Hashimoto proposes hosting Osprey training flights near Osaka

Osaka Mayor Toru Hashimoto proposed Thursday to the government conducting some training exercises of the U.S. military's MV-22 Osprey aircraft near Osaka in a bid to reduce the burden on Okinawa Prefecture, home to the bulk of U.S. bases in Japan.

"It's important to study whether it is feasible" for some training to be conducted in Osaka Prefecture, Hashimoto told reporters after meeting with Prime Minister Shinzo Abe and Chief Cabinet Secretary Yoshihide Suga at the premier's office.

"We don't know whether it is really possible...but the important thing is to get started on a feasibility study," Hashimoto said, adding a final judgment should be made by the Japanese government and the U.S. military.

Hashimoto, who co-heads the Japan Restoration Party, suggested at the meeting that training exercises for the Osprey tilt-rotor aircraft deployed at a U.S. Marine base in Okinawa should be conducted outside of the prefecture for 120 days, and that Yao Airport, located southwest of Osaka city, could host some of them.

Ichiro Matsui, the party's secretary general who doubles as Osaka governor, said Abe told those at the meeting that sharing Okinawa's burden with people on the mainland of Japan would be "natural."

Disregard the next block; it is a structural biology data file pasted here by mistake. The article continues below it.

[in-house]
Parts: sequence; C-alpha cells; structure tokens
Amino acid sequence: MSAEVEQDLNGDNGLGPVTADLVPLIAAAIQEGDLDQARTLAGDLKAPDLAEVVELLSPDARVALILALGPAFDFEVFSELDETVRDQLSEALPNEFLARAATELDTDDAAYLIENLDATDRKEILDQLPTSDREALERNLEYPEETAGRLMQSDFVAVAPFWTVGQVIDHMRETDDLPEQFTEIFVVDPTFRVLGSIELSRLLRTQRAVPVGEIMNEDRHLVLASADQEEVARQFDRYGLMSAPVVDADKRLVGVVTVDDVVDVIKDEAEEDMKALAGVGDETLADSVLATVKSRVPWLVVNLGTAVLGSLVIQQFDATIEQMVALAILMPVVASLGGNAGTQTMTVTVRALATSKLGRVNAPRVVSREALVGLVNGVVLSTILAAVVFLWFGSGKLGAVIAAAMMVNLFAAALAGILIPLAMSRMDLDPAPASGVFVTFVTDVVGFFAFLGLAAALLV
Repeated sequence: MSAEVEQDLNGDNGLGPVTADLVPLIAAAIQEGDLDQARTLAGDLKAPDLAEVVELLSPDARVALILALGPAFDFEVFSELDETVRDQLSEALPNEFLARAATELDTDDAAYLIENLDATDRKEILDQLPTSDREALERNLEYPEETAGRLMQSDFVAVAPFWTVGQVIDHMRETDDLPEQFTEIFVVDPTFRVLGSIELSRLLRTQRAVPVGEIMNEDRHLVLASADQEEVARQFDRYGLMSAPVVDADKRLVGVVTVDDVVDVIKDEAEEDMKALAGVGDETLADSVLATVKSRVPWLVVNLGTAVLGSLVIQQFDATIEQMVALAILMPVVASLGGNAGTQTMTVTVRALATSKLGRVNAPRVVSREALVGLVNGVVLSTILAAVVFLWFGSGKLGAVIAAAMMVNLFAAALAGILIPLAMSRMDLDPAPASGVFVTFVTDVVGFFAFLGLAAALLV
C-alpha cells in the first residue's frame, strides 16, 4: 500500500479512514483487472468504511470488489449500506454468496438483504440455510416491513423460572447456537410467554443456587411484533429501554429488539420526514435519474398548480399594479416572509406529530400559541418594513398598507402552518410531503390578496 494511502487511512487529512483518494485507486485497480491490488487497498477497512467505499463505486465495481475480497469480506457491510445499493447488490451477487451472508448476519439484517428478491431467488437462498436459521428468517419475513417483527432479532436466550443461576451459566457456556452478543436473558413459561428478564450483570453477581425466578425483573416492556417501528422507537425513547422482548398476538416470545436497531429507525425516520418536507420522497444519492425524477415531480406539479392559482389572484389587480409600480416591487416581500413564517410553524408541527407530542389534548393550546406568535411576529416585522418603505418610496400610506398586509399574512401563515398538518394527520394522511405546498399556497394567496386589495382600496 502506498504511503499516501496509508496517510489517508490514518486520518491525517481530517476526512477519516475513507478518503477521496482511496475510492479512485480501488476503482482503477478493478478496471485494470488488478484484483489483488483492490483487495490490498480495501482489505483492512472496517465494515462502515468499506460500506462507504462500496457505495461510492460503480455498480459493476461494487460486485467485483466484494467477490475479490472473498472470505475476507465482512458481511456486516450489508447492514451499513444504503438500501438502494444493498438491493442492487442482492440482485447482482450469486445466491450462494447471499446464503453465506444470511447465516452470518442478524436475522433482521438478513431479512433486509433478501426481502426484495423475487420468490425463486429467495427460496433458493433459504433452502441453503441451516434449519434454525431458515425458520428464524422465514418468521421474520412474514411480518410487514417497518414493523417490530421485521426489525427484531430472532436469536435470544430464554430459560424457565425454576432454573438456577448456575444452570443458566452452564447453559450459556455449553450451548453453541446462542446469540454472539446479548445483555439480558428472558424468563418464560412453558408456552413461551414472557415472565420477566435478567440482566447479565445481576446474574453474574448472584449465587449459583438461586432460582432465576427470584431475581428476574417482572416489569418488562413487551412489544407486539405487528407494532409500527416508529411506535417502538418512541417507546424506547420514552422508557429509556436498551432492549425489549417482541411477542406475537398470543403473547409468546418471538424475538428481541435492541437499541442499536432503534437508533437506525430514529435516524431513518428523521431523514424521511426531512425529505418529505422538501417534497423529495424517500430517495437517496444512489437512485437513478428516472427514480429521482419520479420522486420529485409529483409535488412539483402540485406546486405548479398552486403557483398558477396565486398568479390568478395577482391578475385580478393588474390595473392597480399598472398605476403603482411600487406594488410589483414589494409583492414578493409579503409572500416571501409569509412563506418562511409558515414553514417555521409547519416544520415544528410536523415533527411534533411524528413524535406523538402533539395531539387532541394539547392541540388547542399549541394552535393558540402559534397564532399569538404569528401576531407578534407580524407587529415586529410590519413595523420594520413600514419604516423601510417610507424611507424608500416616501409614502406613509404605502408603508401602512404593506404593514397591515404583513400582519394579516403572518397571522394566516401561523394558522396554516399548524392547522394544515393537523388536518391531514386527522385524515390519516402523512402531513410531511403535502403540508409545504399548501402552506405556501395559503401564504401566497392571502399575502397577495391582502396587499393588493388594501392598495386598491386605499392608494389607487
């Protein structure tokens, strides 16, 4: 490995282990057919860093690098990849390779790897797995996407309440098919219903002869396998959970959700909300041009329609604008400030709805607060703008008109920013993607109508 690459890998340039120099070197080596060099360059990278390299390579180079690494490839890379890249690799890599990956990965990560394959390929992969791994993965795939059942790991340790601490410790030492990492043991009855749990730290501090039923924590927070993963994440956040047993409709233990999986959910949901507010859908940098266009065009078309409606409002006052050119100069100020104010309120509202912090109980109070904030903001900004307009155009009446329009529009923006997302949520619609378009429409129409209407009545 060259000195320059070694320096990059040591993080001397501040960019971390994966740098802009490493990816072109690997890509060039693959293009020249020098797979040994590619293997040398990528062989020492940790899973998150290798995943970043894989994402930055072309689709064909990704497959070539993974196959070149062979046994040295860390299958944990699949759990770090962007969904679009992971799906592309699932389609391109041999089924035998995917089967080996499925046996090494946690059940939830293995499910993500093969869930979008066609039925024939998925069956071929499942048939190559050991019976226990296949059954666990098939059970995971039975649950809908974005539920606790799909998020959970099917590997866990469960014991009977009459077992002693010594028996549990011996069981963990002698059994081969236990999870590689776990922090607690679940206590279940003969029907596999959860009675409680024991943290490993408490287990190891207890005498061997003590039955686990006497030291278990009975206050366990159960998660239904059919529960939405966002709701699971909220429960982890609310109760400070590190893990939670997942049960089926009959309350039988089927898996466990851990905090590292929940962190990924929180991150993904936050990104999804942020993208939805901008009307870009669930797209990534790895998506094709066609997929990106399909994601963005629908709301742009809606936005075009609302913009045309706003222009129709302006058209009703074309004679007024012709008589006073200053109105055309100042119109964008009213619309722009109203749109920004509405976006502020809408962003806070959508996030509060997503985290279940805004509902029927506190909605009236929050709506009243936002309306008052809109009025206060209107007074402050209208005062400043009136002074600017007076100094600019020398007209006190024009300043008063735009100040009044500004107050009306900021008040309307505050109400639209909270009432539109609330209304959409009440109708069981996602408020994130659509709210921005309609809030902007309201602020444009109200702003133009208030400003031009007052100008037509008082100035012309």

Other proposals include making revisions to the Japan-U.S. Status of Forces Agreement by enabling Japan to exert jurisdiction over U.S. military personnel when they commit a crime off duty, and to have the authority to keep them in custody together with the United States.

The proposals were made at a time when the party has been trying to contain the political repercussions of Hashimoto's recent remarks that Japan's wartime system of military brothels was necessary to maintain discipline, raising ire from South Korea and elsewhere.

The outlook for implementing the proposals remains uncertain as Yao Mayor Seita Tanaka has expressed his objection. In Okinawa, Nago Mayor Susumu Inamine criticized the move as "irresponsible," because local consent had yet to be obtained in Osaka Prefecture.

Japan's top spokesman Suga told a press conference after the meeting that Tokyo would "examine" the party's proposals and that it had a responsibility to the people in Okinawa.

"We genuinely welcome the proposals as both Japanese and U.S. authorities are now considering whether it is possible for Ospreys to conduct flight training outside of Okinawa, and Japan as a whole needs to think about reducing the burden on Okinawa of hosting the bases," Suga said.

Twelve Ospreys have been deployed at the U.S. Marine Corp's Futenma Air Station in Okinawa since last year despite strong local opposition and safety concerns after a series of accidents overseas. The U.S. military has already started low-altitude training on the mainland.